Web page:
Knowledge of the Immutable Self is possible.

(Objection):—In this connection some conceited pedants say:

To no man can arise the conviction ‘I am the immutable Self, the One, the non-agent, devoid of the six changes, such as birth, to which all things in the world are subject; ’ which conviction arising, renunciation of all works is enjoined.

(Answer):—This objection does not apply here. For, in vain then would be the Scriptural teaching, such as “the Self is not born,” etc. (ii. 20).

They (the objectors) may be asked why knowledge of the immutability, non-agency, unity, etc., of the Self cannot be produced by the Scripture in the same way as knowledge of the existence of dharma and a-dharma and of the doer passing through other births is produced by the teaching of the Scripture?

(Opponent):—Because the Self is inaccessible to any of the senses.

(Answer):—Not so. For, the Scripture says “It can be seen by the mind alone.” (Bri. Up. iv, 4, 19).

The mind, refined by Sama and Dama—i. e., by the subjugation of the body, the mind and the senses—and equipped with the teachings of the Scripture and the Teacher, constitutes the sense by which the Self may be seen.

Thus, while the Scripture and inference (anumāna) teach the immuta­bility of the Self, it is mere temerity to hold that no such knowledge can arise.

The enlightened should resort to Jñāna-Yoga.

It must be granted that the knowledge which thus arises necessarily dispels ignorance, its opposite.

This ignorance has been already indicated in ii. 19. It is there taught that the notion that the Self is the agent or the object of the action of slaying is a product of ignorance.

That the agency, etc., of the Self is a product of ignorance holds good in the case of all actions alike, since the Self is immutable.

It is only the agent, subject to variations of condition that causes another person, who can be acted on by him, to do an action.

This agency—direct and causative with respect to all actions alike—Lord Vāsudeva denies in ii.21 in the case of an enlightened man, with a view to show that the enlightened man has nothing to do with any action whatsoever.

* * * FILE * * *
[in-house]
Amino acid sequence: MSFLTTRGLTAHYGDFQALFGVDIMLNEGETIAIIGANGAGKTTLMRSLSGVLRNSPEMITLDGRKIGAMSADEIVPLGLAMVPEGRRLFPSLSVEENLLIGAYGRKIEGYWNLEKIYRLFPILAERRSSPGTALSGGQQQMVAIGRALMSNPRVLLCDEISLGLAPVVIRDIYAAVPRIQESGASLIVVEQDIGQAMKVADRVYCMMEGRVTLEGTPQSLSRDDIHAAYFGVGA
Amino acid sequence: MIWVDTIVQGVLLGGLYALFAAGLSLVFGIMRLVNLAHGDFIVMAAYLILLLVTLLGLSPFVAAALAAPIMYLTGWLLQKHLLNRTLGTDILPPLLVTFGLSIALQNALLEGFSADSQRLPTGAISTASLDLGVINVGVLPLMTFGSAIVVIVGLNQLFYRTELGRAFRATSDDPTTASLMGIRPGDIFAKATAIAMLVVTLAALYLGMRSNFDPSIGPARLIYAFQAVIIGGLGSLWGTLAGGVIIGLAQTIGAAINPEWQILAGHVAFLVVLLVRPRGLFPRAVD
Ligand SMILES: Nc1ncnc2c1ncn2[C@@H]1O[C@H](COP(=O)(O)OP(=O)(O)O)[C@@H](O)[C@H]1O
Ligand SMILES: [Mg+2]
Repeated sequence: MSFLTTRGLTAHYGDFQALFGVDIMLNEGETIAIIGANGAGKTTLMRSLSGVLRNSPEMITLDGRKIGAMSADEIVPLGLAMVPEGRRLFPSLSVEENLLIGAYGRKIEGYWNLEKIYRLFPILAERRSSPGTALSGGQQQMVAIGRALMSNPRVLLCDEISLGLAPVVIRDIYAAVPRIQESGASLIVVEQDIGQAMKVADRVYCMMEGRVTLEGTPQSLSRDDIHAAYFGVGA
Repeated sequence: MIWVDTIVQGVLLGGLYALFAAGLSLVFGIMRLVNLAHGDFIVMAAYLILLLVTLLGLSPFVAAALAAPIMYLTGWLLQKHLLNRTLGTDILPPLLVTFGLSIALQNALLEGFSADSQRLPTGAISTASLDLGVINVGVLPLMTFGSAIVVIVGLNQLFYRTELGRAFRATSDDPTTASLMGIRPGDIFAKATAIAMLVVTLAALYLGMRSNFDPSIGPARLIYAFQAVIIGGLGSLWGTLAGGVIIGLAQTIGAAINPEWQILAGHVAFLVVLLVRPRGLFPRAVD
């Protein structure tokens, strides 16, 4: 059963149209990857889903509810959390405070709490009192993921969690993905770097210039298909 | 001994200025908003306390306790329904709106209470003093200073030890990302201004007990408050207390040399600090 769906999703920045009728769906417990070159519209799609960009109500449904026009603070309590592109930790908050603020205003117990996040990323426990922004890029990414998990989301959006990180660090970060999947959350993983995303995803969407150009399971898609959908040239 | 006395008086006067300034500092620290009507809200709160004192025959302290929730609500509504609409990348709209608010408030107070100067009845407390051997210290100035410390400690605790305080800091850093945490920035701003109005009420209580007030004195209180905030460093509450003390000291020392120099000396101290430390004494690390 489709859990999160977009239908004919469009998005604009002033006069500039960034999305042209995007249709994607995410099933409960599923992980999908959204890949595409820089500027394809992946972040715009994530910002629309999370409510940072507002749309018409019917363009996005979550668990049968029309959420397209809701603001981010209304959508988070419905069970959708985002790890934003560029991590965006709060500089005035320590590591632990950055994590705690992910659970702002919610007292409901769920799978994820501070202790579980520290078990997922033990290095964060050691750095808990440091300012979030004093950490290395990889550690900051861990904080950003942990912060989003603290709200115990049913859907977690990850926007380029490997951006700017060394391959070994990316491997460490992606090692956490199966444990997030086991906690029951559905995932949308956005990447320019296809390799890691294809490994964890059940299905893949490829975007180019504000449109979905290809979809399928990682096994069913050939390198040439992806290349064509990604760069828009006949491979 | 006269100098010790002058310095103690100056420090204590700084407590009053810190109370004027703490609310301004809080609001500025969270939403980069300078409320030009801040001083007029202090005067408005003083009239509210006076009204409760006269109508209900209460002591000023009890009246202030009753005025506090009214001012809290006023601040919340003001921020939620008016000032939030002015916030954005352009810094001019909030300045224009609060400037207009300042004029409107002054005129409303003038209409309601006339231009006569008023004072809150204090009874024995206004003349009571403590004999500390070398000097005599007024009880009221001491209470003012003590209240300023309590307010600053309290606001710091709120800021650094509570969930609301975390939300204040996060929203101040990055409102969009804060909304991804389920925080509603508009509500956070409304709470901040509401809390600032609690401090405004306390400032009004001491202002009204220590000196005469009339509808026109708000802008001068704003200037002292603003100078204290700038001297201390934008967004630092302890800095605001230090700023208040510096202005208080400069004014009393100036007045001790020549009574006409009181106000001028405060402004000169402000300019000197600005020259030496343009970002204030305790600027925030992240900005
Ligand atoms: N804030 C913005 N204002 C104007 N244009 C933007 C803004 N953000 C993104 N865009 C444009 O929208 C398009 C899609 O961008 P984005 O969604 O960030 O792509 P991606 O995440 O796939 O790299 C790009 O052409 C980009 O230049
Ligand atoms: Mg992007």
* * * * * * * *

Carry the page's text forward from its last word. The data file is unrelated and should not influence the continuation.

[Question):—What, then, has he to do?

[Answer):—This has been already answered in iii.3 that the Sānkhyas should resort to Jñāna-Yoga or devotion to knowledge.

So also, the Lord will teach renunciation of all works in the words, “Renouncing all actions by thought, the self-controlled man rests happily in the nine-gated city,— in the body—neither acting nor causing to act ” (v. 13).

[Objection):—Here the word ‘thought’ implies that there is no renunciation of the acts of speech and body.

[Answer]:—No, for there is the qualification, ‘all actions.’

[Objection): —The renunciation of all mental acts only is meant.

[Answer):—No. Since all acts of speech and body are preceded by mental activity, they cannot exist when the mind is inactive.

[Objection):—Then, let him renounce all other acts of mind except such as are necessary for those acts of speech and body which are enjoined by the Scripture.

(Answer):—No, for, there is the qualification, “neither acting nor causing to act.”

(Objection):—Then, the renunciation of all actions, here taught by the Lord, may be meant for the dying man, not for the living man.

(Answer):—No; for, then, the qualification rests in the nine-gated city—in the body’ would have no meaning. No man who is dying can by giving up all activity be said to rest in the body.

(Objection):—Let us then construe the passage thus: Neither acting nor causing another to act, he, the disembodied soul of the enlightened man, deposits (saṁ + nyas) all activity in the body (i. e., knows that all activity belongs to the body, not to the Self) and rests happily.

Let us not, on the contrary, construe, as you have done, ‘he rests in the body,’ etc.

(Answer):—No. Everywhere (in the śruti and in the smriti) is emphatically asserted that the Self is immutable. Moreover, the act of resting presupposes a place to rest in, whereas the act of renunciation does not presuppose it. And the Sanskrit verb ‘saṁ + nyas’ means ‘to renounce,’ not ‘to deposit.’

Therefore, the Gita-Śāstra teaches that he who has acquired knowledge of the Self should resort to renunciation only, not to works. This we shall show here and there in the following sections, wherever they treat of the Self.